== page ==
Fifteensquared

Never knowingly undersolved.

Independent 7544 by Radian

Posted by nmsindy on December 20th, 2010

nmsindy.

A themed puzzle from Radian as was clear from a first look at the clues with a lot of them referring to the answer at 13.

Will leave a gap so as readers won’t inadvertently see the theme.

This puzzles marks the 150th anniversary (20 December 1860) of the first Ordinance of Secession (Carolina) that led to the American Civil War.   As it happened there was an article about this that I had read in yesterday’s IoS by Rupert Cornwell so the theme came quickly enough.     Radian packed a huge amount of thematic material in, and referred to all of the secession states, I think.     That was quite an achievement.     This forced some unfamiliar words into the grid and made it quite a difficult puzzle but I got there in  the end, solving time 52 mins.

* = anagram

1 ARCADIA     r (republican) in Acadia (old French colony in N America)

5 FLORIDA    The first reference to 13 (SLAVE STATES)  reverses   A DI ROLF (Harris, by coincidence he also featured in an interview in yesterday’s IoS)

9 A  MISS     abbrev for Missouri

10 TOOL-MAKER     loo (card game) reversed in (market)*

11 DON QUIXOTE    “Idiot at inn doesn’t finish audio book”     Got this right, and verified on Indy website but can’t see the wordplay.

12 SLUR   Double definition

13 SLAVE STATES     SLAV   ESTATES

18 AS UGLY AS SIN         ugly for the 2nd s in ASSASSIN

21 OATH    (a hot)*

22 OPEN SESAME    This was amusing   Open Golf and sesame seed

25 INS    TALLER

26 SOUTH    ref  South Carolina   O (Oscar, code word) in (shut)*

27 ALA  BAMA      Obama less O

28 HEEHAWS    h (husband)  (Shawnee)* less n = name        Good definition,  ass shouts

DOWN

1  AWARDS     WAR D in AS   (Middle East)   centre letters

2 CLIENT   LIEN in CT

3 DISBURSAL      S (small)   RUBS (problems)   all reversed in DIAL = ring

4 AR TEX      One of the less familiar words but gettable from the wordplay

5 FRONTIERS   R (river) in (first one)*

6 O HMS     o  = old  and alternate letters of hymns

7  INKBLOTS     (blinks to)*    used in inkblot test by ‘shrink’ = psychiatrist

8 AIRBRUSH   R in AIRBUS   H = height

14 A CAPPELLA      “Unaccompanied work lacking appeal after monarch leaves”     Another one I got right and verified on the website, but don’t understand the wordplay

15 TENNES   SEE     ref Mack Sennett

16 CAROLINA   (no racial)*

17 PUT TO SEA    Fatboy = putto    Slim’s beginning (1st letter)   EA (each)

19 VALUTA       This was my last answer    VA (Virginia)  L (pound)  UT (note – musical) A

20 TETHYS     (they)* in ST reversed.     Glad of the easy wordplay for this word which was new to me.  drink = sea, this one from prehistory

23 NORTH    (Rt Hon)*   There was a Prime Minister (PM) North once

24 GA LA     GALAHAD less HAD,  I think.

18 Responses to “Independent 7544 by Radian”

  1. Gaufrid says:

    Hi nms
    11ac is a homophone (audio) of ‘donkey’ (idiot) ‘hote[l]‘ (inn doesn’t finish).

    14dn is an anagram (work) of LAC[king] APPEAL.

    I think 19 down is A L (a pound) UT (note) all in VA.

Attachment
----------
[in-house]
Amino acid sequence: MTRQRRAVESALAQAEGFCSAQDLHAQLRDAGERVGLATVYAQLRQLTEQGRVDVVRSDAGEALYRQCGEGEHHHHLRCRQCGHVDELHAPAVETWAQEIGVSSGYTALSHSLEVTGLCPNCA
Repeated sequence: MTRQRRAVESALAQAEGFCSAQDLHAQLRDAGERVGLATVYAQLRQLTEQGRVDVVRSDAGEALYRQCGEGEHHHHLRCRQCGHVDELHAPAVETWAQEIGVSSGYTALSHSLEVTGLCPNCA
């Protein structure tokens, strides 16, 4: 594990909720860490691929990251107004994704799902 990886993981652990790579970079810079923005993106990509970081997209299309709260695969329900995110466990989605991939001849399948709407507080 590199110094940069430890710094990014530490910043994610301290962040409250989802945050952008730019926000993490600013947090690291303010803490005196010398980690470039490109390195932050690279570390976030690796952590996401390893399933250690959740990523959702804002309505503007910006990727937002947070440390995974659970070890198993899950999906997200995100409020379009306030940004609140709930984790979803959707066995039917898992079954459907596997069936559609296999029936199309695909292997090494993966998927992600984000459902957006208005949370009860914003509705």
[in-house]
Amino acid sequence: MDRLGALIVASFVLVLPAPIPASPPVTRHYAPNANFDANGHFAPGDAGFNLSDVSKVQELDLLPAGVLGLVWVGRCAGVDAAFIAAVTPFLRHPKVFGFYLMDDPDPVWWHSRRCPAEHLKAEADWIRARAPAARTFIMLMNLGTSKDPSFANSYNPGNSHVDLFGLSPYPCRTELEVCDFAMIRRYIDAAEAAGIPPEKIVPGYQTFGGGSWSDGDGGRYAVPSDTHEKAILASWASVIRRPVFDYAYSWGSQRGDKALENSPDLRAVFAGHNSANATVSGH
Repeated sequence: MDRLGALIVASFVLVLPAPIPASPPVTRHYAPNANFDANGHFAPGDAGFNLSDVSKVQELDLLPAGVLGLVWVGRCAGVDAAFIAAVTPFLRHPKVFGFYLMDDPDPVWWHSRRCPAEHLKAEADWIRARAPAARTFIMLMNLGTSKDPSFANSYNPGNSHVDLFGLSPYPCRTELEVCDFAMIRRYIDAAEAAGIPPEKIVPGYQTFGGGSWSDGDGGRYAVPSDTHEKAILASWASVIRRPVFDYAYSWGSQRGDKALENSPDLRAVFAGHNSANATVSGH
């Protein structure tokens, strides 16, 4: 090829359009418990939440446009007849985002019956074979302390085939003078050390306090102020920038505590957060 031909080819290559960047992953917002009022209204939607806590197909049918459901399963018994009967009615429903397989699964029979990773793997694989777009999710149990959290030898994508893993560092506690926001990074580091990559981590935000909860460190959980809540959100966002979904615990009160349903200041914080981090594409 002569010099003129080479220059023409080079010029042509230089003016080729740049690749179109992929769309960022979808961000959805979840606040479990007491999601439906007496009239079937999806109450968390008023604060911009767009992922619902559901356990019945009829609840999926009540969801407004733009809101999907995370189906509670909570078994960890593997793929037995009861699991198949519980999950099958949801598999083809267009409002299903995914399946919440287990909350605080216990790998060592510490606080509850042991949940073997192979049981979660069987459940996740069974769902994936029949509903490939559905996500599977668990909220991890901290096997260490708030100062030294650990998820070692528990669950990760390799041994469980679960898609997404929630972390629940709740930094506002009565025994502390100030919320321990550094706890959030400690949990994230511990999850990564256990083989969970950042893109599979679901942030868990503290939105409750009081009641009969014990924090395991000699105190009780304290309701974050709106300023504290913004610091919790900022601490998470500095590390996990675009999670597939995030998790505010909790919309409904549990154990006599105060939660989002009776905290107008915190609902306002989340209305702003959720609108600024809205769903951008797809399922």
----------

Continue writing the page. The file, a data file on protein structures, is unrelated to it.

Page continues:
2. Eileen says:

    Thamks nms – and Gaufrid for the parsing of DON QUIXOTE, which I got but couldn’t explain.

    Because of the ‘seed’ [and my own preference!] I associated ‘Open’ in 22ac with tennis, rather than golf championships.

  3. Lenny says:

    Thanks NMS, I agree that Radian’s objective of getting 13 states into the grid brought about some obscurity. I got Valuta and Tethys from the wordplay but I did not even understand Tethys after I had looked it up as I missed the sea=drink allusion.

    I don’t think the Don Quitote homophone really works, even if you give it the correct Spanish pronunciation. A homophone is not a homophone if it has a letter missed off the end.

    Valuta is apparently not a currency, it is “the value of one currency in terms of its exchange rate with another” (Collins). This suggests that the wordplay and definition overlap in 19 with the definition being “a pound note in foreign currency”.

    After getting all those hard ones, I carelessly entered Blur instead of Slur.

  4. scchua says:

    Thanks for the blog, nmsindy, and Radian for a themed puzzle, with many cleverly worded clues.

    Spotted the theme via 23D 16D, but was stumped on the last state 19D VALUTA, even though I knew it had to be VA-.

    Favourite clues were 7D INKBLOTS and 16D CAROLINA, “deciphers” and “miscegenation” were clever anagrinds which fit very well in their respective surface readings; and the amusing 28A HEEHAWS.

    Re 11A DON QUIXOTE, I got the wordplay, and the homophonic idea was great, but I haven’t been able to find a pronunciation that rhymes the “TE” in QUIXOTE with the “te” in “hotel”. The ones I’ve found are “tee” or “tay”.

  5. Eileen says:

    Re 11ac: couldn’t the ‘doesn’t finish’ refer to both parts of the clue [i.e. neither QUIXOTE nor 'hotel' finishes] so that the two TEs don’t need to rhyme?

  6. Paul B says:

    Judging by the position of the homophone indicator, we should be looking for a homophone of DONKEY (at) HOTEL without the L. If that’s right, perhaps the question is whether or not the last E in the answer sounds right. I’m not quite getting DON KEYHOATAY, because ‘hotel’ isn’t pronounced ‘hoatail’ where I come from (jolly old Hampshire).